Make sure that you bought the correct type of filter for your AC by checking the user manual that came with the air conditioning unit in your home. Replace that filter with an appropriate one so that the airflow challenge is fixed.

Blower Malfunctions

The blower of the air conditioning system is responsible for forcing air to flow throughout the ductwork in your home. Any defect in the blower will result in a weakened flow of air to the different sections of your home. The blower may have been clogged by dirt to the extent that the blades cannot move freely. A thorough cleaning can fix this problem and get the blower working again.

However, you may need to have the blower motor replaced in case the motor has aged and can no longer work. This replacement project should be done by a HVAC repair technician since the process is too complicated for a layperson to perform.

A Frozen Evaporator Coil

The air conditioning system supplies cool air by passing the warm air from your home over the evaporator coil in the outdoor unit of that AC. Anything which affects this cooling process can cause a weak airflow. For example, a refrigerant leak can cause ice to form on the evaporator coil. Consequently, it will be harder for air to flow over that evaporator coil. You will then notice that the flow of air from the vents is weak.

Similarly, dirt can also accumulate on the evaporator coil and restrict the flow of air over that coil. This problem will keep worsening until the evaporator coil fails completely due to the accumulation of heat around it. Start by turning the AC unit off in order to allow the ice on the evaporator coil to melt. Next, use a soft-bristled brush to clean off any dirt which may be on the evaporator coil. Turn the unit back on and observe whether the airflow improves. Give us a call if the problem persists.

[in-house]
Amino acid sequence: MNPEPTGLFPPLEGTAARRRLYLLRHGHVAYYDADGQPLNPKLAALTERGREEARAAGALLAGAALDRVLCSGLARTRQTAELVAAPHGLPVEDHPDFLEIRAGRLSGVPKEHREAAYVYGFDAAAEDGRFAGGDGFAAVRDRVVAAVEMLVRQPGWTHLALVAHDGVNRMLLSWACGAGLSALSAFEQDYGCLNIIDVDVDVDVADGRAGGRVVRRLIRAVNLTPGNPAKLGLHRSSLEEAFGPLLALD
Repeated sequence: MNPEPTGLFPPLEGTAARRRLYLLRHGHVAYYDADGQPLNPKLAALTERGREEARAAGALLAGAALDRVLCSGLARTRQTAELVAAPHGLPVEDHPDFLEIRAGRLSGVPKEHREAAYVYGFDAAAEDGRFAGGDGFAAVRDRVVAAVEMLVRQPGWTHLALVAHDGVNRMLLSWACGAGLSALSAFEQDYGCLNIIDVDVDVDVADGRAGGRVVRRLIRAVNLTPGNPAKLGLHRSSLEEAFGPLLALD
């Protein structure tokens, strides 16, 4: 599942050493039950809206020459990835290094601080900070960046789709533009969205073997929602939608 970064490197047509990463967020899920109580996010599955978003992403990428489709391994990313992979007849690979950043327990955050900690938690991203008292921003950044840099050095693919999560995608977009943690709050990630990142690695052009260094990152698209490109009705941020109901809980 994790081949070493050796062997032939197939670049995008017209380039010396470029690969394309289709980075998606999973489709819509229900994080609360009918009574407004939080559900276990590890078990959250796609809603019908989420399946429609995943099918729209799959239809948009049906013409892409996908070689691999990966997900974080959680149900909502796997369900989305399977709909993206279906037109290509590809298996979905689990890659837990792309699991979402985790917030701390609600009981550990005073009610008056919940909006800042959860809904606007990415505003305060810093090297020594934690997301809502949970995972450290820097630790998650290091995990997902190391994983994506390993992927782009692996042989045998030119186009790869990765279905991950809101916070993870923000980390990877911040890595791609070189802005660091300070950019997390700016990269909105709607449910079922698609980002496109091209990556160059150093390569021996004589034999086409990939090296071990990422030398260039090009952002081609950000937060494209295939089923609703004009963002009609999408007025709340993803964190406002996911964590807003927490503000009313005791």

As you can see, some of the reasons for poor airflow can be fixed by a homeowner while others require expert help.

If you have questions or concerns about the performance of your air conditioner, give us a call today!

Why is my AC not blowing cold air?

It’s hot outside and your AC is not blowing cold air like you expect it to.  This may happen for several reasons, but here are some common culprits: Air Filter Problems A clogged air filter can also create an opportunity for the flow of air […]

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What's the best temperature to set my thermostat at during the summer

They say home is where the heart is, but in the summer it could also be where the heat is — and that’s not cool. In the hotter months you may be wondering what to set the thermostat at in your home.

So what is the best setting for your central A/C? That depends on whether you care more about keeping cool or keeping your utility bill in check.

The U.S. Department of Energy recommends setting your thermostat at 78 degrees while you’re at home.

They suggest you crank up the temp when you are away or asleep for the most energy and cost savings.

• 78° F when you’re home
• 85° F when you’re at work or away
• 82° F when you’re sleeping

If you’re like me you’re thinking, “78° is way too hot and no way am I sleeping with the thermostat set to 82°!”

The most commonly cited figure for the perfect room temperature is 75°. However, there are plenty of factors other than temperature that can affect how comfortable you are: the season, humidity, the clothes you’re wearing, and what type of activity you’re engaged in. Keep in mind that there isn’t one “perfect” temperature for your home because everyone has a different comfort level. It is definitely worth experimenting with your thermostat to find out what’s best for your own lifestyle because small changes in temperature can add up to big changes in energy savings.

We suggest you don’t set your thermostat below 72°.  Set your thermostat somewhere between 72° – 78° when you are at home and raise the temp up to 85° when you are away.

What’s the best thermostat setting for summer?

What's the best temperature to set my thermostat at during the summer

They say home is where the heart is, but in the summer it could also be where the heat is — and that’s not cool. In the hotter months you may be wondering what to set the thermostat at in your home. So what is the […]

Read More